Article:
What we are talking about here, from Cartwright to Leape, is a patient-centered system.
From past and current definitions, we see a clear trend in the description of what patient-centered care involves: sharing information, shared understanding and engagement between provider and patient, continuity of care, a supportive and transparent environment, respect for the patient and their values and preferences, and the role of the family. These are all issues that we see arising in complaints to HDC.
Information technology plays an important role in achieving this vision of a patient centred system. Recent discussion in the literature has focused on the role that information technology can play in achieving patient-engagement goals, and technology can help patients become more involved in their own care, which is especially important in managing chronic conditions. Discussions centre on the belief that patients who have the tools to manage their own health care data, who have ready access to reliable health-related information, and/or who can communicate more effectively with health professionals will be capable of making more informed decisions and will experience better outcomes. Information technology also plays a crucial role in respect of seamless services, and it is this particular issue that becomes evident in the case studies we will discuss later.
The Plan sets priorities for regional and national IT investments over a five-year period. The plan notes that a barrier to patient-centered care in New Zealand is the fact that every day clinicians are managing patient care while working around the fact that information is held in separate locations, creating barriers to a better, sooner and more convenient health experience.
The following graphs illustrate that the New Zealand primary care sector are international leaders in the implementation and use of health IT. Analysis of the 2006 Commonwealth Fund data by Davis et al (2009) found that: There is a strong relationship between IT capacity and patient safety: the greater the capacity, the more likely a practice has a patient safety system in place. More than 43% of physicians with high IT capacity had a process for dealing with adverse events, compared with 27% of practices with low IT capacity; and31% of primary care physicians with high IT capacity and 28% of those with medium IT capacity reported their ability to provide quality medical care had improved over the past five years. By contrast, just 22% of those with low IT capacity reported similar views(Davis, K., Doty, M., Shea, K., and Stremikis, K., “Health Information Technology and Physician Perceptions of Health Care Systems and Quality of Care” Health Policy (November, 25, 2008))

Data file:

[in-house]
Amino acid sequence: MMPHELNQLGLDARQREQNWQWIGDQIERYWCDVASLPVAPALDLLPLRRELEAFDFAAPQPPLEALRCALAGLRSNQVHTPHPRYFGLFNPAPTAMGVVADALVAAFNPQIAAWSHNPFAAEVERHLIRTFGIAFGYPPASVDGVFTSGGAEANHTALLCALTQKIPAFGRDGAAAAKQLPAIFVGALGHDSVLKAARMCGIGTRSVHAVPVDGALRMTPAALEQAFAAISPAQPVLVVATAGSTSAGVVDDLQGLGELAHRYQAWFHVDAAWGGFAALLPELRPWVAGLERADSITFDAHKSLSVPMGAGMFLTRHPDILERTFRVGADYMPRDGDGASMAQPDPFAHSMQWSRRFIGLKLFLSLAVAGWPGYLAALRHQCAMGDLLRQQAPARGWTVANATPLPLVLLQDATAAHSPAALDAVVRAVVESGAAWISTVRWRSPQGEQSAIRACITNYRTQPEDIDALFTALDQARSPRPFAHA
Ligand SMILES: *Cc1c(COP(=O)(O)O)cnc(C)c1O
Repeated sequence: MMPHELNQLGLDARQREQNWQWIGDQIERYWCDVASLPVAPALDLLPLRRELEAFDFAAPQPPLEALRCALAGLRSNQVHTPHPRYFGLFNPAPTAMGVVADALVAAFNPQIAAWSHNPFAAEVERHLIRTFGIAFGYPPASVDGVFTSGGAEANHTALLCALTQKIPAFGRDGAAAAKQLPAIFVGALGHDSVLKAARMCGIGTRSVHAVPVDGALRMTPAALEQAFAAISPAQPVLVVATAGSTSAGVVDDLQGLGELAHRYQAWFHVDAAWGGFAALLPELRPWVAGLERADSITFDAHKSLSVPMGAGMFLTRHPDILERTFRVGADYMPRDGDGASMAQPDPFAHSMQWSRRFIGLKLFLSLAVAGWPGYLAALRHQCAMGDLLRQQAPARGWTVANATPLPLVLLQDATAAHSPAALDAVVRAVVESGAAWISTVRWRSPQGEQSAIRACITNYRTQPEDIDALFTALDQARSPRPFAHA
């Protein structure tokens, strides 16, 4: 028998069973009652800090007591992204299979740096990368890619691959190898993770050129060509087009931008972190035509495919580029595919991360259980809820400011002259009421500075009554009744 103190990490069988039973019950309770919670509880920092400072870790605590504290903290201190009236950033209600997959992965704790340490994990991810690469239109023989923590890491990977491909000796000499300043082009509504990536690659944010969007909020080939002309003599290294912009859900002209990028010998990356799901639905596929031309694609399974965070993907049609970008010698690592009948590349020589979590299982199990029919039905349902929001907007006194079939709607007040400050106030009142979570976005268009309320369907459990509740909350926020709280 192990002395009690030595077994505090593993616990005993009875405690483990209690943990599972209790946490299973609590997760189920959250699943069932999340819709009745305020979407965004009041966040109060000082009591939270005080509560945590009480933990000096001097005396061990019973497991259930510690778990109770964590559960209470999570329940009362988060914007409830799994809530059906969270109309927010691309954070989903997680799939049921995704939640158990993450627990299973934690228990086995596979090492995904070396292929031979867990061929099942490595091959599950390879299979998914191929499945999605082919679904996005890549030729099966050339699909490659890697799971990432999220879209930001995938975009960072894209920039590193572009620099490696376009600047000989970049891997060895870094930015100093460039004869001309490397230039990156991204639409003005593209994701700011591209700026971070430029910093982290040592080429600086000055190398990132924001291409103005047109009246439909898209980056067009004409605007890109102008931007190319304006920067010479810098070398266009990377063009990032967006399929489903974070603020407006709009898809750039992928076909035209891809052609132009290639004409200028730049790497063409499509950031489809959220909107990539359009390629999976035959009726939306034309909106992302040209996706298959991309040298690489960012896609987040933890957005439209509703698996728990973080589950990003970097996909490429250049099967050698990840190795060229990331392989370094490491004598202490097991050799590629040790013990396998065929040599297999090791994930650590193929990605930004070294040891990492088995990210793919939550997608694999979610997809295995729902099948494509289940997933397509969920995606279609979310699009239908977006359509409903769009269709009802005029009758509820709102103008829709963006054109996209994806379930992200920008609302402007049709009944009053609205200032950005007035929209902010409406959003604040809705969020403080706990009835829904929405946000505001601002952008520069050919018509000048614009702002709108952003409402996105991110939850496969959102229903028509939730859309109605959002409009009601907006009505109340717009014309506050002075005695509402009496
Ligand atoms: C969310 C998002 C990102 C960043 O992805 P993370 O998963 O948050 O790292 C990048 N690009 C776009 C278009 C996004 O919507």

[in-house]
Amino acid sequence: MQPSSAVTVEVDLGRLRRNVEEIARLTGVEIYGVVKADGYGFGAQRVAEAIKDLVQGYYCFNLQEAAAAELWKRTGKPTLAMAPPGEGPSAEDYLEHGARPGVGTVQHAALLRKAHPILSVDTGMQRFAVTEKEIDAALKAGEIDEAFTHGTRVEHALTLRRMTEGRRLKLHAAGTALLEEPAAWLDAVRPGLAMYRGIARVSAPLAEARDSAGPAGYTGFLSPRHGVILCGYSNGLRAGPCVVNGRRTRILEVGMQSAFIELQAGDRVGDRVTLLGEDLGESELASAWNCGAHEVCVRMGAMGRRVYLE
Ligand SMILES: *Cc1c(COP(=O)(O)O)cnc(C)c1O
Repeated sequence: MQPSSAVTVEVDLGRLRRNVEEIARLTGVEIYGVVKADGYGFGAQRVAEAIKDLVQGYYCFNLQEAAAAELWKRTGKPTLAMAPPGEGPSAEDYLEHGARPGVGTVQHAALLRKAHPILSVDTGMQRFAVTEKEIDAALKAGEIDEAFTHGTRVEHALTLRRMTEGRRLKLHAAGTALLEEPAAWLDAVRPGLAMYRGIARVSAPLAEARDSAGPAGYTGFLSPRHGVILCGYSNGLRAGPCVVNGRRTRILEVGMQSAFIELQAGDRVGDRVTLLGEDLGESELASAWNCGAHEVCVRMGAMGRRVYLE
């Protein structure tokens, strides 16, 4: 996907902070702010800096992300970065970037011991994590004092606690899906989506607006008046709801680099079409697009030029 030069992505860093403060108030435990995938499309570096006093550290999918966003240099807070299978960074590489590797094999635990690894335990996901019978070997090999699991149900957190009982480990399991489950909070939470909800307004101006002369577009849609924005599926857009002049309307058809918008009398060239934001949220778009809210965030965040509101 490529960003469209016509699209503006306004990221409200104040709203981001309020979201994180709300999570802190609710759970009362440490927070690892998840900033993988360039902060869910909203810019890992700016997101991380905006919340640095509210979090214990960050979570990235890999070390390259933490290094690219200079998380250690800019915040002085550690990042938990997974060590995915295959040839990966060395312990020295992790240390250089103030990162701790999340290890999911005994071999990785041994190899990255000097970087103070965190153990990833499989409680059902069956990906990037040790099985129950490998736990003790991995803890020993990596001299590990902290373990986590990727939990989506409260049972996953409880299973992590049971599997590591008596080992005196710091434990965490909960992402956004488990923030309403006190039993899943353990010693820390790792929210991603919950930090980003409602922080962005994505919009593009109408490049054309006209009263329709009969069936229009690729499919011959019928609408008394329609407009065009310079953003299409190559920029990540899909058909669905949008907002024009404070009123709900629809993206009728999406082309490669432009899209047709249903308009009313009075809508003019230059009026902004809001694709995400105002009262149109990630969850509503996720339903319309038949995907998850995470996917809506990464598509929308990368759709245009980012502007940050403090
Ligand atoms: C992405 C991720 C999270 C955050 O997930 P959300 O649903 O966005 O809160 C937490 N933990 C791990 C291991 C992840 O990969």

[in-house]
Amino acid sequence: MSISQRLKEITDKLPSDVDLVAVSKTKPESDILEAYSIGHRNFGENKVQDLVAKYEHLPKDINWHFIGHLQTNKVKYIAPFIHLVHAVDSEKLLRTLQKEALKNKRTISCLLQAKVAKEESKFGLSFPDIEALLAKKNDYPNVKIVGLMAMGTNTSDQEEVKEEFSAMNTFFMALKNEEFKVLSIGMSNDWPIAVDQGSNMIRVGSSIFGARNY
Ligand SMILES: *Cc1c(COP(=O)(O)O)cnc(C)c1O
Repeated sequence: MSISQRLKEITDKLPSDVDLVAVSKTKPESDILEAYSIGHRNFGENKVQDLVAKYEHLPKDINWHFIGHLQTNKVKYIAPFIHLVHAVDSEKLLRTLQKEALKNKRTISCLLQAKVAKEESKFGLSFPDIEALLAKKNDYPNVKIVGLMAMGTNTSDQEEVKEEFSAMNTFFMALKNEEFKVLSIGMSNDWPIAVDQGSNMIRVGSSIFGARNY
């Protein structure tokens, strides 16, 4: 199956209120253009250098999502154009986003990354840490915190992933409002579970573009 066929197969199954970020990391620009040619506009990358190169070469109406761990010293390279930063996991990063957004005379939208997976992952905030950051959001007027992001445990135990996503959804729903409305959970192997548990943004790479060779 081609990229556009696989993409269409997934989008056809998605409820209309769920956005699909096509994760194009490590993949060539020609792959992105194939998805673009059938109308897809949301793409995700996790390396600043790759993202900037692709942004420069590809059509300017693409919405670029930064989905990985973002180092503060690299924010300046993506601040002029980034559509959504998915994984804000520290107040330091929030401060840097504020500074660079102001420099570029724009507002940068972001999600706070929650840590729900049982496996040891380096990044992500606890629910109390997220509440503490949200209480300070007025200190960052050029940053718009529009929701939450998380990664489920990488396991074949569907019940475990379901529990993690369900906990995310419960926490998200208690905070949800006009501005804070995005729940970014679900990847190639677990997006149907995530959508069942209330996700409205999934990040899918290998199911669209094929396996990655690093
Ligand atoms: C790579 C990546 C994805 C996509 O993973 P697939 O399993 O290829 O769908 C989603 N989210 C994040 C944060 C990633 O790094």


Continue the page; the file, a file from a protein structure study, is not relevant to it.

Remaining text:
That IT must play a central role in the redesign of the health care system is a central theme in the report, in particular, in reference to the following matters: the importance of a strong information infrastructure in supporting efforts to reengineer care processes, manage the burgeoning clinical knowledge base, coordinate patient care across clinicians and settings and over time, support multidisciplinary team functioning, and facilitate performance and outcome measurements for improvement and accountability; the importance of building such an infrastructure to support evidence-based practice, including the provision of more organized and reliable information sources on the Internet for both consumers and clinicians, and the development and application of clinical decision support tools;the need to build information-rich environments for undergraduate and graduate health education, as well as the potential to enhance continuing education through Internet-based programs.